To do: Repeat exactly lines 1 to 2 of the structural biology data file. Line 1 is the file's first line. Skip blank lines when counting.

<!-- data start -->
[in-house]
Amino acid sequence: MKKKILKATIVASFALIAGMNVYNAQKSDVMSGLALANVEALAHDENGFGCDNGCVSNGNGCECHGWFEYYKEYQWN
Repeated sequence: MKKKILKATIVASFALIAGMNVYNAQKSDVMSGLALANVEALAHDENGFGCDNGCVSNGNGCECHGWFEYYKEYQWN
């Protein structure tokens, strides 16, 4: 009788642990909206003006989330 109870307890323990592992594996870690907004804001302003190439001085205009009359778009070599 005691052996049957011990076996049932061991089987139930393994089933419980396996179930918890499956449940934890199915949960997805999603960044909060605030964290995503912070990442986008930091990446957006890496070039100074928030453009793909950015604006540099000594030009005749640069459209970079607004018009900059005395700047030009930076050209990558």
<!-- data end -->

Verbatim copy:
[in-house]
Amino acid sequence: MKKKILKATIVASFALIAGMNVYNAQKSDVMSGLALANVEALAHDENGFGCDNGCVSNGNGCECHGWFEYYKEYQWN